Health and Wellness Minister Randy Delorey emphasized that Nova Scotia will be continuing its fight for a smoke-free culture. “Nova Scotia was the first jurisdiction in Canada to ban the sale of flavoured tobacco and amending this regulation to ban flavoured e-cigarettes and juices is another big step forward,” he said. “I am proud Nova Scotia continues to have progressive tobacco control legislation.”

Of cannabis vaping products, Justice Minister Mark Furey said that, because these products are available on the black market, they “are not subject to any regulatory controls, may be contaminated, and could pose significant health and safety risks.”

The Vaping Industry Trade Association and the Canadian Vaping Association have both expressed dismay at the announcement of the Nova Scotia government.

“Today’s announcement by the provincial government to ban flavours will push adult vapers back to cigarettes and to the illicit market,” said Daniel David, president and chief executive officer of the Vaping Industry Trade Association, in a statement from its official website. “Adult smokers who are looking to quit smoking will not be able to purchase vapes in Nova Scotia that don't taste like the cigarettes they are trying to leave behind.”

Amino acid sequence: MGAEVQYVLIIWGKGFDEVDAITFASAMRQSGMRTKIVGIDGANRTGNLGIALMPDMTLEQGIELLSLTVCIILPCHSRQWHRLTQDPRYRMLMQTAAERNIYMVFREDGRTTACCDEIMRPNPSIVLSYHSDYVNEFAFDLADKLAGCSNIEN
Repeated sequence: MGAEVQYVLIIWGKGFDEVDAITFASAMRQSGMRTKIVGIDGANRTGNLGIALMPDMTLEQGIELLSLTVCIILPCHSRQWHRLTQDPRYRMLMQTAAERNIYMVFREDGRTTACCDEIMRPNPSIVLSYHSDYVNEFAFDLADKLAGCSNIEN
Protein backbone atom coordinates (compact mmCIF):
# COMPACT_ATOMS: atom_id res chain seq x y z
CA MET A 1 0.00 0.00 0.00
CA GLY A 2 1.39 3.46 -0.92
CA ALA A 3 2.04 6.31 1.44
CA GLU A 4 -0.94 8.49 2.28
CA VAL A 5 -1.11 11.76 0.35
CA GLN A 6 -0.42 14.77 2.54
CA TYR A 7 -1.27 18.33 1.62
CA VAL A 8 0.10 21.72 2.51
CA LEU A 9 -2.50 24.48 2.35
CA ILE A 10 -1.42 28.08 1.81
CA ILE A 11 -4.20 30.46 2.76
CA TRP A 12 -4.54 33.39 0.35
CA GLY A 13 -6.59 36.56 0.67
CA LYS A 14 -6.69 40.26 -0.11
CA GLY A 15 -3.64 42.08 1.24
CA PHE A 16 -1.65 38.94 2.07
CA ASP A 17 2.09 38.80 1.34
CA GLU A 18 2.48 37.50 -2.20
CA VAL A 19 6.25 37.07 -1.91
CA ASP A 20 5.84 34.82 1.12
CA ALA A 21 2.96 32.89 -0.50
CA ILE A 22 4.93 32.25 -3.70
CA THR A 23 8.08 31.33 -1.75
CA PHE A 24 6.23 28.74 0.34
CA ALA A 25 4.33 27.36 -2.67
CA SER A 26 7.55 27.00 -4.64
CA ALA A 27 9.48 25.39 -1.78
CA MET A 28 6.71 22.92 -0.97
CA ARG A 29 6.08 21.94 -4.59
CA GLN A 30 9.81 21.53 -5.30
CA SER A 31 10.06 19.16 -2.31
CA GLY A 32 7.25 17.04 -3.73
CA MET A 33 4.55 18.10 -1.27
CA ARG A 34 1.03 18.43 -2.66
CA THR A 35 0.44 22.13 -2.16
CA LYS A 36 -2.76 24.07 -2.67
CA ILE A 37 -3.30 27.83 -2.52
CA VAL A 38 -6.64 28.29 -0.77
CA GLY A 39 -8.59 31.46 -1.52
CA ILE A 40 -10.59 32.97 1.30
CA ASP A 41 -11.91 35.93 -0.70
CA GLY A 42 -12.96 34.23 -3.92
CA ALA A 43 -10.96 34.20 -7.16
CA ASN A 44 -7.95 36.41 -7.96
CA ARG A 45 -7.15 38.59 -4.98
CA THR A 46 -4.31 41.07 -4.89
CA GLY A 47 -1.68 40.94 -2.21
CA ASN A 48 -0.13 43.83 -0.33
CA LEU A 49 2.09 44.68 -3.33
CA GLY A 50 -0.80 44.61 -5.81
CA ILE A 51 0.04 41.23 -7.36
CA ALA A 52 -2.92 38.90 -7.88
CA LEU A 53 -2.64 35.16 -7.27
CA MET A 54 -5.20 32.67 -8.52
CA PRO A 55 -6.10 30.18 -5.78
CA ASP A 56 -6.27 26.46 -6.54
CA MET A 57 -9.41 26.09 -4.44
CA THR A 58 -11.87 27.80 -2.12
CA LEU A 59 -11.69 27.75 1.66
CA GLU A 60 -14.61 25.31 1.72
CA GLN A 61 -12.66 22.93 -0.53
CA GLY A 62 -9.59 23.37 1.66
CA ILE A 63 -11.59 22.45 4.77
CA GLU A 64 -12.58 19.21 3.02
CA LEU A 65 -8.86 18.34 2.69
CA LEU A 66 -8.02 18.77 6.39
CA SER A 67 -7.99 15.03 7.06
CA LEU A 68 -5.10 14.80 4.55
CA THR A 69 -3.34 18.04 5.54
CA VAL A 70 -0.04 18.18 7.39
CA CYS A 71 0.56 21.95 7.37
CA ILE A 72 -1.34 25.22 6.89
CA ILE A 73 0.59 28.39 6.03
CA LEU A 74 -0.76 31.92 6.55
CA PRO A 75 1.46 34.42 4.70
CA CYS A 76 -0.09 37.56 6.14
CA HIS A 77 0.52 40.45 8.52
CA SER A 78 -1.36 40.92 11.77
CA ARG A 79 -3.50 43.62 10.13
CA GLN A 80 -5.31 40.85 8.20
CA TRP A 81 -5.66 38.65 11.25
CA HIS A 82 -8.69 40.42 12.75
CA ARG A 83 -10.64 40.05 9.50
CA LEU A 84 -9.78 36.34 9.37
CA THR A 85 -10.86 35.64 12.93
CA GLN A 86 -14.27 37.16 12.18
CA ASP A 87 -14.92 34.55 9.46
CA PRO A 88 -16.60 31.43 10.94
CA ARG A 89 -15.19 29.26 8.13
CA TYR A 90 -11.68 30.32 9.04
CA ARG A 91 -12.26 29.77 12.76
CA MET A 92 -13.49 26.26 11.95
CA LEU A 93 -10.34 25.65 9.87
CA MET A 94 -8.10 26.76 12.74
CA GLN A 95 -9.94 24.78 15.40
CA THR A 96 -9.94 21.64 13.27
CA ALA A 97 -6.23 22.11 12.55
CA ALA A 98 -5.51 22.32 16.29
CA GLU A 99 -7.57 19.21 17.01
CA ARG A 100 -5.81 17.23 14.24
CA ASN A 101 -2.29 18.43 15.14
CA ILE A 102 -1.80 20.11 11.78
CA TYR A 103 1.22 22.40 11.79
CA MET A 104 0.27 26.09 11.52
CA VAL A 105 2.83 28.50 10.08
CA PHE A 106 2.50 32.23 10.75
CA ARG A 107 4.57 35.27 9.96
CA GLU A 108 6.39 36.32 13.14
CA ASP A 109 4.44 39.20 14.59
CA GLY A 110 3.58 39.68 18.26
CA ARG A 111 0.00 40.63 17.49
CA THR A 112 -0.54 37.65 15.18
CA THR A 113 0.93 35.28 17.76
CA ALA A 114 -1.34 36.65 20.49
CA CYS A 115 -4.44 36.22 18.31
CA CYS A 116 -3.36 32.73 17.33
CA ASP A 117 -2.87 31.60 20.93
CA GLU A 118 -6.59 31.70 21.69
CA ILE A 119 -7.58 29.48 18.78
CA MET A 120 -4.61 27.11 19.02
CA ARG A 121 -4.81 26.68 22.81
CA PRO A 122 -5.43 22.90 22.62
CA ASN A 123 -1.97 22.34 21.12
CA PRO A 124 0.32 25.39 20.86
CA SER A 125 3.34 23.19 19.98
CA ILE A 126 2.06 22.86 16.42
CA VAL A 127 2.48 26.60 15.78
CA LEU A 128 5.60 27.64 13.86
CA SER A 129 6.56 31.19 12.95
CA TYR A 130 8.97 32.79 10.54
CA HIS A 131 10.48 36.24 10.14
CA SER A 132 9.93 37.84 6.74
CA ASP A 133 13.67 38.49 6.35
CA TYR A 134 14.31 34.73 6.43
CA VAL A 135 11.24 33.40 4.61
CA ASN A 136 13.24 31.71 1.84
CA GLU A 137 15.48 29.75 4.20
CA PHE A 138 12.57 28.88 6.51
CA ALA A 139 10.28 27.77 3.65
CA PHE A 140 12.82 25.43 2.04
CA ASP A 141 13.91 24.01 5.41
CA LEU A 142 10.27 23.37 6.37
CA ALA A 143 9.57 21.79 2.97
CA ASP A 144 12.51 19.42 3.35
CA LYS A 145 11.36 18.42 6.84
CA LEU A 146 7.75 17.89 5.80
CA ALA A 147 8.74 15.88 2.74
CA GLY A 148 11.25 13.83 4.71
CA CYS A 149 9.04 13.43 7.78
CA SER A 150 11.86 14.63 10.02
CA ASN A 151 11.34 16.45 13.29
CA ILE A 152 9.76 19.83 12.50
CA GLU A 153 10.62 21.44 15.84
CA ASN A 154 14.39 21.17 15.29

These sentiments have been echoed by Darryl Tempest, executive director of the Canadian Vaping Association, in a statement from its official website.. “Smokers and smokers trying to quit are being utterly ignored in this period of panic,” he said. “We have thousands of customers that rely on the flavour of their vaping products to keep them away from combustible tobacco.”

Newfoundland and Labrador will ban the introduction of cannabis vaping products

The Newfoundland and Labrador government announced that, among other new measures, it will not allow the introduction of cannabis vaping products into the province, “with a commitment to review this decision in light of any relevant clinical evidence.”

Like Nova Scotia, Newfoundland and Labrador also rationalized the new rules as a way to protect public health, in light of possible links between vaping and severe lung illness, according to reports in the U.S. and in Canada.